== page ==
Thursday, January 31, 2013

Oh - The Irony!!

As we have traveled down this bumpy road with Lori - we have grown to see her as a happy, healthy, well-adjusted 4 year old ex-orphan who can't hear.  And that's just fine with us.  It's super hard - I never want to give the impression that raising a deaf child is easy - it ain't!  But - it's do-able.  Very. 

However, the professionals in our life - continue to remind me how un-normal she is.  Thanks for the reality check, girls.  I love you and you are awesome at what you do - but I'm seriously growing weary of your reminders.  :-)

Here is where the irony comes in.  I, too, am a Speech-Language Pathologist.  And, in my area of expertise - I am a master Diagnositician and have spent years telling countless parents how delayed their child is.  Ughhh - please forgive me.  I hope I have been as gracious as Lori's therapists - but is all this really necessary. 

Once they show me a test that compares Lori's performance with 4 year olds who are deaf and spent the first 2 years of their life in a Chinese orphanage with no access to sound  - then I'll listen.  But, when they send me pages of well-written reports telling me that she is 2-3 years delayed as compared to hearing children who have been in the homes of loving families with mamas and daddys who have given them constant interaction since day 1 - I WILL NOT BUY IT.

 I refuse to compare her to normal children.  It's hooy! 

And shame on me for comparing all my little clients all these years to normal children.  Each kiddo is unique and beautiful in their own ways.  I know, I know.....we have to have some baseline measures on which we can make educational decisions and decide who needs extra intervention - I get that - but do we as professionals have to be a constant thorn in the parent's side.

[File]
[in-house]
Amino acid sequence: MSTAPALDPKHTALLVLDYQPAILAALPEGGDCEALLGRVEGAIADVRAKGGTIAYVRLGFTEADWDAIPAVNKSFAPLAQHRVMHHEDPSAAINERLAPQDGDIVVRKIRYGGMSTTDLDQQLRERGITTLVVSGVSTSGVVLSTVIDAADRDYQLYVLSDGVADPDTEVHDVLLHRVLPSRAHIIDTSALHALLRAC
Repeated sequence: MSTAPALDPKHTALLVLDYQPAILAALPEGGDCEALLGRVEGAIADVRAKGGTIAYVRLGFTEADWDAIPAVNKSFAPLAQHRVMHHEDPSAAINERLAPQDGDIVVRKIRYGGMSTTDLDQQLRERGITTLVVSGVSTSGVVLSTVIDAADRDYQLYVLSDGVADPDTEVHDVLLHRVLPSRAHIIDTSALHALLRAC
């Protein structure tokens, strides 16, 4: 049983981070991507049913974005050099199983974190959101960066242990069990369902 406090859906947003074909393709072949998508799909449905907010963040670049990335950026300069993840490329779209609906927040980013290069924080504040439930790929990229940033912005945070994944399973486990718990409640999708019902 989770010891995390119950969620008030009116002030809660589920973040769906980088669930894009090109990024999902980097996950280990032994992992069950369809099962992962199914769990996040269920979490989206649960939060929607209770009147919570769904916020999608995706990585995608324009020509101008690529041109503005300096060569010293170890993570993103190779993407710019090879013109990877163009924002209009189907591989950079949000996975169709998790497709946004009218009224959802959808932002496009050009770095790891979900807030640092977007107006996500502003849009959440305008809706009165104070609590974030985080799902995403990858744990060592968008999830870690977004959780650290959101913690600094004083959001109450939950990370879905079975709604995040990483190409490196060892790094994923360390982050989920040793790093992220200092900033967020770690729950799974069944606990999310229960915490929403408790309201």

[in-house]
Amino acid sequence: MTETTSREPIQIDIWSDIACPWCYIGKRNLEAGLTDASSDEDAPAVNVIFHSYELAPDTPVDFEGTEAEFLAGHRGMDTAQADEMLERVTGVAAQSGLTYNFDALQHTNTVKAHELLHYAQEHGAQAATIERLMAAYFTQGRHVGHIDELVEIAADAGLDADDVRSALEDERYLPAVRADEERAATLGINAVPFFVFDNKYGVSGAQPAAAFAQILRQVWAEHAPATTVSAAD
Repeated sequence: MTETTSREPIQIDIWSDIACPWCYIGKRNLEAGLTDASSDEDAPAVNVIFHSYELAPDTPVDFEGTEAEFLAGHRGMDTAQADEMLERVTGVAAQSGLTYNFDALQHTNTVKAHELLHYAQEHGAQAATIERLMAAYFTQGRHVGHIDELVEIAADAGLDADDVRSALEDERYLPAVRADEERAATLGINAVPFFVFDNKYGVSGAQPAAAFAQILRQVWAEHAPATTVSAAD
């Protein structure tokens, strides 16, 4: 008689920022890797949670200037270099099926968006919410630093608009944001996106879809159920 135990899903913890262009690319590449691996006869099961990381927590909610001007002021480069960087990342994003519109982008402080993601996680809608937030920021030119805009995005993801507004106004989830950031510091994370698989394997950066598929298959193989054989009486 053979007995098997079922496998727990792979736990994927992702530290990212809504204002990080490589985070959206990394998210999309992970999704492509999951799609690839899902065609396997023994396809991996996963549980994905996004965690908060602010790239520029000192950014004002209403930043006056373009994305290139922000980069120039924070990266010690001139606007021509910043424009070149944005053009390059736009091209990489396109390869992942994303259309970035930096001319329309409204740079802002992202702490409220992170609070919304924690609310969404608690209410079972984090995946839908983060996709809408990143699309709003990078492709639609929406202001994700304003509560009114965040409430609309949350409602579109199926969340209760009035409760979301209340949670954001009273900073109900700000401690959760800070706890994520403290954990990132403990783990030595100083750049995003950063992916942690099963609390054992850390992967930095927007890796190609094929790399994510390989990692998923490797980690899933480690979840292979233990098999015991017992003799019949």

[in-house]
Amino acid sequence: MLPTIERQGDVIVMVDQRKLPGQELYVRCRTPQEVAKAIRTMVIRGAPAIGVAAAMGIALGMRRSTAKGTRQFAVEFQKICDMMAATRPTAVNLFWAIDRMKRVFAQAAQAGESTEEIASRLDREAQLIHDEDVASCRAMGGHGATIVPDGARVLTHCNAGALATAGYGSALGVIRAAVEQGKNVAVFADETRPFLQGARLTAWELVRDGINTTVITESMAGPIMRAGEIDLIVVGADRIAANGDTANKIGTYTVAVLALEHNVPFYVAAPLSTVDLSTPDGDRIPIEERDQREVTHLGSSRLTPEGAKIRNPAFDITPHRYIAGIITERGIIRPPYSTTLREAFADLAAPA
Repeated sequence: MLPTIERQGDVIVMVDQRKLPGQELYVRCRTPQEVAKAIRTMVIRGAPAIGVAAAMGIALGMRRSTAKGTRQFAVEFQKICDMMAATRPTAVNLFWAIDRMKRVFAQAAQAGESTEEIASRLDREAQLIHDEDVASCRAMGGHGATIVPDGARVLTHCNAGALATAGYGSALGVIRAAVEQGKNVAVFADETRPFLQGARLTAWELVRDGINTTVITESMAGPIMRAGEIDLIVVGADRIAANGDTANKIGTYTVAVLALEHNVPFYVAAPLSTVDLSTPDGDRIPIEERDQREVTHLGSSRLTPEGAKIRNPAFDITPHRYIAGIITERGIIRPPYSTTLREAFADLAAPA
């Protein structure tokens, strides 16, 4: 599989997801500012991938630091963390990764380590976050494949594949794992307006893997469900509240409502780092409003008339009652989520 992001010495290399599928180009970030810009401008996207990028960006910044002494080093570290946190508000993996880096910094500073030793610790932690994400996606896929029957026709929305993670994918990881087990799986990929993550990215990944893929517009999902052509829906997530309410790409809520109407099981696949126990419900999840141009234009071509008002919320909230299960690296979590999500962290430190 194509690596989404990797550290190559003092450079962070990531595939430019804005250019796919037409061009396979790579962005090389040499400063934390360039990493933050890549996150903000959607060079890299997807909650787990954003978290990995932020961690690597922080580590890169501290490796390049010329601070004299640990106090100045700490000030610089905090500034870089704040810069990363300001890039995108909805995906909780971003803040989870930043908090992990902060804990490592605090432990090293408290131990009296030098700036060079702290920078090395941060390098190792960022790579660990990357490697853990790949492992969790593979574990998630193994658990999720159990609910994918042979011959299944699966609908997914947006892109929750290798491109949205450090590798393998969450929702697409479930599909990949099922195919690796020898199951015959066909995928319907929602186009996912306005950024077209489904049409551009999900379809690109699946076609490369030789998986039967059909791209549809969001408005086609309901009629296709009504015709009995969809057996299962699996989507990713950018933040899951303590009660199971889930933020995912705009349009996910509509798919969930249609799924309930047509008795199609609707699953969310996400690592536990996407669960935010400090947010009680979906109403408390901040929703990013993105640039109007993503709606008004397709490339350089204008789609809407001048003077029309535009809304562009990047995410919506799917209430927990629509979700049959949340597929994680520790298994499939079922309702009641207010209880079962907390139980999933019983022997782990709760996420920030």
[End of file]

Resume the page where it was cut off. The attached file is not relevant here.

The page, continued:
Do you think I don't notice that she can't do what my other 4 year olds have done.

 I am PAINFULLY aware. 

I don't need you to remind me.

- from Lori's greatest advocate - her MOM!


  1. I respectfully disagree. We are raising children that will become adults. Our kids will need to compete in the world with hearing kids, kids born with more money, more advantages, but life isn't fair. If we want our kids to be able to access education, get along with other kids, and eventually compete in the world, they will need to close the gap. And the only way to know if they are making enough progress to close that gap is through comparing them to typical kids. They used to actually norm some tests on deaf kids, but the average deaf high school senior reads at the same level as a hearing 4th that the "average" we want and expect for our kids? For me, the answer is no.

  2. lori knows me and we communicate just fine. a yell then a smile. learning the signs but she knows i love her as much as the others. someday she will loosen up and we can go have ice cream together without her feeling she is leaving some place and not coming back. pawpaw